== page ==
Before even engaging with suppliers, Jeremy LeBard (her partner) and herself do a lot of research around both suppliers and their processes — looking for those who are reputable, look after their workers, provide fair working conditions, and have safe and ethical practices in place. 

Supply chains are notoriously difficult to trace — something regularly seen in the fashion industry, beyond the tag detailing country of origin — so Bellino “aims to navigate as far up in the scale and find out as much information as possible”.

Acknowledging that it’s near impossible to have 100% knowledge surrounding every person that comes in contact with this process, she travels the world trying to get “as close as possible to the source” — to meet the miners, so herself and LeBard can ensure they know as much about the crystal’s journey as possible. Sites are also visited, so they can see the working environment with their own eyes. 

When this isn’t possible, “we request videos, imagery and documentation on the crystals to determine the state of the mines, lapidary facilities, and warehouses.” Bellino refuses to leave the responsibility to anyone else in the business, as “I want to be certain I have all information available that our crystals have been sourced in the right manner, and in the best conditions possible.”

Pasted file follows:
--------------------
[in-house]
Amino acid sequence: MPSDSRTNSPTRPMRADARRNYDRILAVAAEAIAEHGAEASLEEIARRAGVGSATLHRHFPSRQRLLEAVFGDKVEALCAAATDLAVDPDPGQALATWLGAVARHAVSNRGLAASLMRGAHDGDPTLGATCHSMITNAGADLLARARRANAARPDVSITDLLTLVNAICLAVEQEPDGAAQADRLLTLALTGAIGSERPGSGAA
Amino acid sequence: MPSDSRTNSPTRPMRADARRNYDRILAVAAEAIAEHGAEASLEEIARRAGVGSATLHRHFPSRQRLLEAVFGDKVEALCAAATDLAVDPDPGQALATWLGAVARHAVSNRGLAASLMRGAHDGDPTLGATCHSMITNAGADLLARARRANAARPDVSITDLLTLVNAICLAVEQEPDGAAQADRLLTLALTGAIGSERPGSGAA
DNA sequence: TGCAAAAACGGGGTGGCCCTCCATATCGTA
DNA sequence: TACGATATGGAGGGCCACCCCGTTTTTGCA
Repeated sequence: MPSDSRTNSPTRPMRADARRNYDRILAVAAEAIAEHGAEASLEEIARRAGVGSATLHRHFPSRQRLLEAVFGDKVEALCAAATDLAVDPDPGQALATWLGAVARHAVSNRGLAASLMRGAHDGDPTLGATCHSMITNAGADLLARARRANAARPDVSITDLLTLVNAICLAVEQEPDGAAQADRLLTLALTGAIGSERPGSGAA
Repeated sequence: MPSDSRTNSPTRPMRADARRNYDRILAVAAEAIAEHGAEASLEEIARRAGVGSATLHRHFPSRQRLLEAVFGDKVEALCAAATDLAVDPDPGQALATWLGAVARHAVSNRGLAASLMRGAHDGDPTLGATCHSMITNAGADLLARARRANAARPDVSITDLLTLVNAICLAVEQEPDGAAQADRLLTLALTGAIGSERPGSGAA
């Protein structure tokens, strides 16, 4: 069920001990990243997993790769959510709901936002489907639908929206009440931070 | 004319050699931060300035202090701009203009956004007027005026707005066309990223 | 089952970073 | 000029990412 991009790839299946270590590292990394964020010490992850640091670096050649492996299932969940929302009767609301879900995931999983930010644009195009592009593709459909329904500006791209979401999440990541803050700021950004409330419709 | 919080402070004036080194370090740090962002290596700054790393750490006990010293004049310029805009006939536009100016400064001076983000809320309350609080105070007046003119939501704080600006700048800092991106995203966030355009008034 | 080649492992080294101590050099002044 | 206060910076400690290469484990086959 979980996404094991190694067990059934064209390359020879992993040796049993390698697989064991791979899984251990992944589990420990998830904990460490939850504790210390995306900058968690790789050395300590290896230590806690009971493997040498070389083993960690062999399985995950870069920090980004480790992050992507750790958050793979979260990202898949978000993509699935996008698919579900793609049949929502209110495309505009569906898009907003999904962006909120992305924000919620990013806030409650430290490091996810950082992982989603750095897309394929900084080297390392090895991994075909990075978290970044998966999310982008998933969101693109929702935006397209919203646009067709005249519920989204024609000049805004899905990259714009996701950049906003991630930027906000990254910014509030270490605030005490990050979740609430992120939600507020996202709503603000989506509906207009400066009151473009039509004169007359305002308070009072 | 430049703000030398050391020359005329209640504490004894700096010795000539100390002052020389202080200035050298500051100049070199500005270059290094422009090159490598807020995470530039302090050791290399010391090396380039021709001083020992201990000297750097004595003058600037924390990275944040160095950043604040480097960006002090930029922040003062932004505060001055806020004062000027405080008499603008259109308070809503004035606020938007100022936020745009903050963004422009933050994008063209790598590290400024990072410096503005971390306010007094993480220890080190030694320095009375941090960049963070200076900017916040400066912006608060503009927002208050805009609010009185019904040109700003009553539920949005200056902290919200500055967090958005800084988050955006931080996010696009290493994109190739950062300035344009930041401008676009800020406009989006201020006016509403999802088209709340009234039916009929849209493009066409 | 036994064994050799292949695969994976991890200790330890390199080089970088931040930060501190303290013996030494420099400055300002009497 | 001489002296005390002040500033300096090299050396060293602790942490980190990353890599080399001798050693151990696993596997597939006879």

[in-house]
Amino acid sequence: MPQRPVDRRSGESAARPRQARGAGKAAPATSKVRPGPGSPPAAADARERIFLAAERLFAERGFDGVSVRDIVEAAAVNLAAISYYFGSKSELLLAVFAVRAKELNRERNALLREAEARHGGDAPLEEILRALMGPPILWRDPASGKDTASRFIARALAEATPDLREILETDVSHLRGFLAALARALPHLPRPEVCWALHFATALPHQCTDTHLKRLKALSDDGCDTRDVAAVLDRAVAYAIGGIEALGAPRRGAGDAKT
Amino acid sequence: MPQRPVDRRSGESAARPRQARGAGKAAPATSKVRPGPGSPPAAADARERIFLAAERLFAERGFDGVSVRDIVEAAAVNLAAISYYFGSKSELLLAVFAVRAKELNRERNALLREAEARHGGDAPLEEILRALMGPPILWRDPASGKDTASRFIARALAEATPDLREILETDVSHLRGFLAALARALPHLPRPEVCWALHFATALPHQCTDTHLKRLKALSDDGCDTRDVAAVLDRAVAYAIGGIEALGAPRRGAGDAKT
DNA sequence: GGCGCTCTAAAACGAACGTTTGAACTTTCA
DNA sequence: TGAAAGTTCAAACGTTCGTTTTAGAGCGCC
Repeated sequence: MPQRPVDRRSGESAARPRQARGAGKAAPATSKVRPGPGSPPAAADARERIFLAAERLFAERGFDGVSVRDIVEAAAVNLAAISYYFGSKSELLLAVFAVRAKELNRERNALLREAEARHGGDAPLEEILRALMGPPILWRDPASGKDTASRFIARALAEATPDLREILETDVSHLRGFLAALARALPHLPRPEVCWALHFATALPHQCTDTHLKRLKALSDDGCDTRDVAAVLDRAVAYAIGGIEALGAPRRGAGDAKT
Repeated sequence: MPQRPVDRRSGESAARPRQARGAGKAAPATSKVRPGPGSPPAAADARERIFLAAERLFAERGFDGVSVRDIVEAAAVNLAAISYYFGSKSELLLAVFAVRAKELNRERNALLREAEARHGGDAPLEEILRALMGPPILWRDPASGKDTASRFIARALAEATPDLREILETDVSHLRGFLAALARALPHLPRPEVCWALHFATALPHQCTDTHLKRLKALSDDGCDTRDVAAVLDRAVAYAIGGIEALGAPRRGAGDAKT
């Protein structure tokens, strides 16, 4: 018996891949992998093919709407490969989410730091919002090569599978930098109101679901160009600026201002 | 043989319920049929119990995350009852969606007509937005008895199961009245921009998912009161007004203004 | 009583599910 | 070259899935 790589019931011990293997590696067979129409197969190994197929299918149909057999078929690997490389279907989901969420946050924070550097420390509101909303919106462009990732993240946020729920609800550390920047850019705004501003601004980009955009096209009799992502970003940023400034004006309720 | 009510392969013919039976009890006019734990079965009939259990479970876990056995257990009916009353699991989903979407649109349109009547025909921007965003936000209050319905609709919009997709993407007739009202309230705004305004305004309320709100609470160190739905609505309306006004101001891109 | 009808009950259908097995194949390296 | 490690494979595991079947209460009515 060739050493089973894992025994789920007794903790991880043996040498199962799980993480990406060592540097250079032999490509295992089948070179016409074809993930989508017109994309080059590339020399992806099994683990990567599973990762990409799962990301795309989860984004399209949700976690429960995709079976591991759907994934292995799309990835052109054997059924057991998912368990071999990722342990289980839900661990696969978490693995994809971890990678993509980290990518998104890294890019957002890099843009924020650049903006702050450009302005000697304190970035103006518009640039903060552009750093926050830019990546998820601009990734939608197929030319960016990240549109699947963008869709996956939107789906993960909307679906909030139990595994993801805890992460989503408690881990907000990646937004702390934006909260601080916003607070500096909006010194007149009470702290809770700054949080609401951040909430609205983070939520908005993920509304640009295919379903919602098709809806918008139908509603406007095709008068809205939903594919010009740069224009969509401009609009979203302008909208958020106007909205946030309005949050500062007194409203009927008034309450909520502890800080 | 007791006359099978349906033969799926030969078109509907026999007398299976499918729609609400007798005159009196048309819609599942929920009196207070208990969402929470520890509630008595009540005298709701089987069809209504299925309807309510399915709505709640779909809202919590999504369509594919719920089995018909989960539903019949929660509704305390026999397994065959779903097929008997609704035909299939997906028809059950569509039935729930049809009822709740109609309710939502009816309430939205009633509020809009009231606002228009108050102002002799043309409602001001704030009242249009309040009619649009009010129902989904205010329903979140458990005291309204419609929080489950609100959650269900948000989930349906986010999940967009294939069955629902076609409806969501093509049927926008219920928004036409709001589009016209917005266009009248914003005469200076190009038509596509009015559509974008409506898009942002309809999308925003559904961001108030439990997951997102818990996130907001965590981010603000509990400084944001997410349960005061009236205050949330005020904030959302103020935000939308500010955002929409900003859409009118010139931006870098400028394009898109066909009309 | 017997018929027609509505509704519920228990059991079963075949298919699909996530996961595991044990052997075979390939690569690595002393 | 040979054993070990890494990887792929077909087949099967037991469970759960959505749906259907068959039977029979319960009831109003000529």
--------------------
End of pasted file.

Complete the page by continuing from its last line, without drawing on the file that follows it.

She also speaks to labour practices — a huge criticism of the wider crystal industry, where children as young as seven work in mines — saying that how the workers of the mines (her company partners with) are treated and the conditions they’re in are “just as important [as limiting extensive damage done to the earth]”. Expanding on this, she says workers need to be treated fairly, with sufficient safety measures in place. “We don’t buy from people who aren’t transparent with us.”

When asked whether crystals can still be healing if they’ve been sourced unethically — an extra audacious question, we’ll admit — Bellino responds saying that it’s quite a confronting question for her. “I wish for a world where unethical sourcing wasn’t even part of the equation.” Unfortunately, she can’t say it doesn’t happen. And for those crystal fanatics, who aren’t bothered about the supply chain, well — “Before it arrives in your hands, a crystal would have passed through many hands and travelled far and absorbed different energies that could affect your own balance.”